The best remodelers build health and comfort into the home.
Efficiency, health and comfort—every homeowner wants those. But delivering them using today's construction methods takes more knowledge than most people realize. That knowledge is one of the benefits of working with a professional remodeler.
Homeowners undertaking a major remodel or addition often have questions about energy efficiency—questions about insulation, heating, cooling, lighting, and whether the project will lower their utility bills.
They also want to know whether the air in their home will be healthy, post-project. They understand the building code may require the remodeler to tighten their walls and want assurance that doing so won't raise health problems. They want to know that the home will not trap dust and odors and will not have unhealthy humidity levels. Healthy air is on a lot of people's minds.
Efficiency and health are just two aspects of what's now called high-performance building and remodeling.
High performance is a comprehensive term. It covers great design and quality finishes, but it also includes taking a 'systems' approach to building. The systems installed during a remodel might include those the homeowners see and touch, like digital home control and monitoring, as well as those whose main benefit is that they go largely unnoticed, like new super-efficient heating, cooling and fresh air systems, and structural elements that will resist decay for many decades.
The goal in a high-performance remodel is to make the home more comfortable and worry-free than ever. Doing so means thinking like an engineer, and it requires knowledge beyond that of the conventional remodeler.
Take those airtight walls, for instance. Meeting the code's requirements while guaranteeing fresh indoor air and structural integrity demands a firm grasp of building science principles.
Building science is a recognized discipline (you can even get a degree in it) that studies how buildings of all types handle air, heat and moisture. Although remodelers don't need to be scientists, they do need to put the findings of building science into practice. They need to know how those new windows and doors will affect home performance, how to tighten walls in ways that won't trap moisture, how to determine optimal insulation levels, and many other things.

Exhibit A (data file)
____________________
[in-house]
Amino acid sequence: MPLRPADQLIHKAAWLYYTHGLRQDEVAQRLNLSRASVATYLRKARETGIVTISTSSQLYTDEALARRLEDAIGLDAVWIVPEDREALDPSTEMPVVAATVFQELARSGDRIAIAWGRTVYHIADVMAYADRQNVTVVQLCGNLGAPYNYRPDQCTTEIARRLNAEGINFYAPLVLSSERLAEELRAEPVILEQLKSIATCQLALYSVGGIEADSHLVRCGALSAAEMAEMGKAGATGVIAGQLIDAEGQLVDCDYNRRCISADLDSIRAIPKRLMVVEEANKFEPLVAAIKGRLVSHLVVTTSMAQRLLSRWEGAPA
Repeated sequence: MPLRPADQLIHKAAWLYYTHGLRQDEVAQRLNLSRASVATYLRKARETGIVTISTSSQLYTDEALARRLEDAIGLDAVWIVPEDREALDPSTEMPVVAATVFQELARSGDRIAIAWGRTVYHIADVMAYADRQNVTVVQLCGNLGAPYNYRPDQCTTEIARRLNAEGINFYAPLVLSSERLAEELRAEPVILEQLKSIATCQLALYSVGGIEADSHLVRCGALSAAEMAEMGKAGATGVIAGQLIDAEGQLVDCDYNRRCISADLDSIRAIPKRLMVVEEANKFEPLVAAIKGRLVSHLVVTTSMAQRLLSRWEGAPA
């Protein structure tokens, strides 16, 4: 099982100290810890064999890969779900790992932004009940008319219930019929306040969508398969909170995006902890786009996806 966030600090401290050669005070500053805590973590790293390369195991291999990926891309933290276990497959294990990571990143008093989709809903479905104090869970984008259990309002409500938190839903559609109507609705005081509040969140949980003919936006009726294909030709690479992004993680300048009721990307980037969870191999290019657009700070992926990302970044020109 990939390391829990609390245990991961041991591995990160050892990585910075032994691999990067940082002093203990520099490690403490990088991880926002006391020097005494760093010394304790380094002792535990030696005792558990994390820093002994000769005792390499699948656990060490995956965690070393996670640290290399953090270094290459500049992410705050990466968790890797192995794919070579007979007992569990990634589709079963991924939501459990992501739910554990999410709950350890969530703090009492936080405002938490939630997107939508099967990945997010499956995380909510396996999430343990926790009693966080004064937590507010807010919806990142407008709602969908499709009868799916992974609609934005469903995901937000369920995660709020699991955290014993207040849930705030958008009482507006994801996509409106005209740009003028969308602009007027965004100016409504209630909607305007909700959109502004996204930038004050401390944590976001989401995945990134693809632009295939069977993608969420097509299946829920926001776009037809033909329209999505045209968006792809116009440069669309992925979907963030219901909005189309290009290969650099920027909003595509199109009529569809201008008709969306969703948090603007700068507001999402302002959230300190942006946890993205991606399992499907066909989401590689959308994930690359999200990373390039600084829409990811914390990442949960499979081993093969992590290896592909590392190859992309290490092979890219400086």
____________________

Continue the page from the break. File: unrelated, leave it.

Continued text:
They also need a thorough understanding of today's mechanical equipment. That includes how to choose and configure a ventilation system that will keep the air fresh without introducing drafts. If the project includes a new heating or cooling system, the remodeler also needs enough knowledge to ensure that the mechanical contractor has properly sized it, and whether the ducts need to be altered to ensure a consistent temperature and comfortable humidity in each room.
Speaking of which, if there's a need to upgrade mechanical equipment, a high-performance professional remodeler will advise you to choose the best models possible, even if they cost a bit more. Listen to that advice. Even when value-engineering to bring down costs, don't be tempted to downgrade the mechanicals, because the efficiency and comfort they provide will do more than anything else to make living in your remodeled home a great experience.
Q: Who will be in charge of my job?
A: It depends. While the owner of a small company might be on location every day, a large, professionally managed remodeler will have an on-site project manager or lead carpenter. This person typically brings years of experience and extensive training to the table and will become the expert on the intricacies and details of your project.
Our project is complete and we are extremely pleased with the outcome. The craftsmanship is excellent and the design has proven to transform our home's interior remarkably.
We wanted to improve our deck for several years and it finally got to the point where it needed to be replaced due to age. We didn’t want to merely reuse the current footprint since the proportions of upper level, attached to the house, and lower level, in the yard extending toward the pond, were not what we would have built had we been the original owners.